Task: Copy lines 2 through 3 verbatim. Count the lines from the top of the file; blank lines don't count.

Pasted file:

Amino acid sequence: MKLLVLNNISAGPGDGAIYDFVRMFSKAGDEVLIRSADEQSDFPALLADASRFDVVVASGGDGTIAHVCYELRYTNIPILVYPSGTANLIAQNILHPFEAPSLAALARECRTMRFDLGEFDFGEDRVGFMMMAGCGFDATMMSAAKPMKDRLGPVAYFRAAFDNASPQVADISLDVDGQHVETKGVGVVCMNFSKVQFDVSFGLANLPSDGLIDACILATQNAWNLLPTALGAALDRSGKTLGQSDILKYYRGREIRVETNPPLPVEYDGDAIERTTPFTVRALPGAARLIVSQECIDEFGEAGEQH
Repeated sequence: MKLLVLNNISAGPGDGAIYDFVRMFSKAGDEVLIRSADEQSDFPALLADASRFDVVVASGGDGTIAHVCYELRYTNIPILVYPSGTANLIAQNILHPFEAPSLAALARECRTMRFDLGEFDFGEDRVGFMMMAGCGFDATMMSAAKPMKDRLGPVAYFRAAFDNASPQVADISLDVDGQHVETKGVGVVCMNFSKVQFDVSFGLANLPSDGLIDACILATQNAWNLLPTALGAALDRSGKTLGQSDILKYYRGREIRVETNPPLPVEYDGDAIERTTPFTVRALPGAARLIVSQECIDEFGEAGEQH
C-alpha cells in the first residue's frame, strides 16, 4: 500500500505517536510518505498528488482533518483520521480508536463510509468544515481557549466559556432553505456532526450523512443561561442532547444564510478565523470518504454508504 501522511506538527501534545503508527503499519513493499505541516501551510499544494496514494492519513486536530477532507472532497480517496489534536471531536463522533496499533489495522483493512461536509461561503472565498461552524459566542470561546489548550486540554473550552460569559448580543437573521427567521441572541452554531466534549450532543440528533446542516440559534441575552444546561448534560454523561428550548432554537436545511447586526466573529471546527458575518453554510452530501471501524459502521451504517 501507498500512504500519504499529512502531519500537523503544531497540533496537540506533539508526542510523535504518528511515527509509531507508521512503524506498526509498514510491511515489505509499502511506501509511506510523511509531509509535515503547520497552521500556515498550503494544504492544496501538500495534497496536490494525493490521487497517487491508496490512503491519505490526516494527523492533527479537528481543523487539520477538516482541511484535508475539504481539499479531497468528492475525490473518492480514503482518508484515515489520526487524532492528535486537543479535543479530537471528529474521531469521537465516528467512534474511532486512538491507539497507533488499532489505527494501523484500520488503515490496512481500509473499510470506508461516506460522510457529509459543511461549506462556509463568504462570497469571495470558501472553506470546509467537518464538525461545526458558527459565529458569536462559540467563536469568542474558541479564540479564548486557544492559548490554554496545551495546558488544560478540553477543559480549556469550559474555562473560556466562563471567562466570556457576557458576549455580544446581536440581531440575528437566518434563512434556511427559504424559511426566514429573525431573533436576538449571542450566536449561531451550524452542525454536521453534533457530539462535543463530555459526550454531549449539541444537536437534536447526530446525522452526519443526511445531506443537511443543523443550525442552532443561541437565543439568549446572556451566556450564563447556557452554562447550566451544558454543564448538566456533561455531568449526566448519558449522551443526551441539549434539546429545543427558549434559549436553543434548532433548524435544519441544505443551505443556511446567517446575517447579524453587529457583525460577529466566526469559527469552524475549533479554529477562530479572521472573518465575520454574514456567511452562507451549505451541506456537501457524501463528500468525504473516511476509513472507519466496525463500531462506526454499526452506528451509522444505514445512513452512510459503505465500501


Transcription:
Repeated sequence: MKLLVLNNISAGPGDGAIYDFVRMFSKAGDEVLIRSADEQSDFPALLADASRFDVVVASGGDGTIAHVCYELRYTNIPILVYPSGTANLIAQNILHPFEAPSLAALARECRTMRFDLGEFDFGEDRVGFMMMAGCGFDATMMSAAKPMKDRLGPVAYFRAAFDNASPQVADISLDVDGQHVETKGVGVVCMNFSKVQFDVSFGLANLPSDGLIDACILATQNAWNLLPTALGAALDRSGKTLGQSDILKYYRGREIRVETNPPLPVEYDGDAIERTTPFTVRALPGAARLIVSQECIDEFGEAGEQH
C-alpha cells in the first residue's frame, strides 16, 4: 500500500505517536510518505498528488482533518483520521480508536463510509468544515481557549466559556432553505456532526450523512443561561442532547444564510478565523470518504454508504 501522511506538527501534545503508527503499519513493499505541516501551510499544494496514494492519513486536530477532507472532497480517496489534536471531536463522533496499533489495522483493512461536509461561503472565498461552524459566542470561546489548550486540554473550552460569559448580543437573521427567521441572541452554531466534549450532543440528533446542516440559534441575552444546561448534560454523561428550548432554537436545511447586526466573529471546527458575518453554510452530501471501524459502521451504517 501507498500512504500519504499529512502531519500537523503544531497540533496537540506533539508526542510523535504518528511515527509509531507508521512503524506498526509498514510491511515489505509499502511506501509511506510523511509531509509535515503547520497552521500556515498550503494544504492544496501538500495534497496536490494525493490521487497517487491508496490512503491519505490526516494527523492533527479537528481543523487539520477538516482541511484535508475539504481539499479531497468528492475525490473518492480514503482518508484515515489520526487524532492528535486537543479535543479530537471528529474521531469521537465516528467512534474511532486512538491507539497507533488499532489505527494501523484500520488503515490496512481500509473499510470506508461516506460522510457529509459543511461549506462556509463568504462570497469571495470558501472553506470546509467537518464538525461545526458558527459565529458569536462559540467563536469568542474558541479564540479564548486557544492559548490554554496545551495546558488544560478540553477543559480549556469550559474555562473560556466562563471567562466570556457576557458576549455580544446581536440581531440575528437566518434563512434556511427559504424559511426566514429573525431573533436576538449571542450566536449561531451550524452542525454536521453534533457530539462535543463530555459526550454531549449539541444537536437534536447526530446525522452526519443526511445531506443537511443543523443550525442552532443561541437565543439568549446572556451566556450564563447556557452554562447550566451544558454543564448538566456533561455531568449526566448519558449522551443526551441539549434539546429545543427558549434559549436553543434548532433548524435544519441544505443551505443556511446567517446575517447579524453587529457583525460577529466566526469559527469552524475549533479554529477562530479572521472573518465575520454574514456567511452562507451549505451541506456537501457524501463528500468525504473516511476509513472507519466496525463500531462506526454499526452506528451509522444505514445512513452512510459503505465500501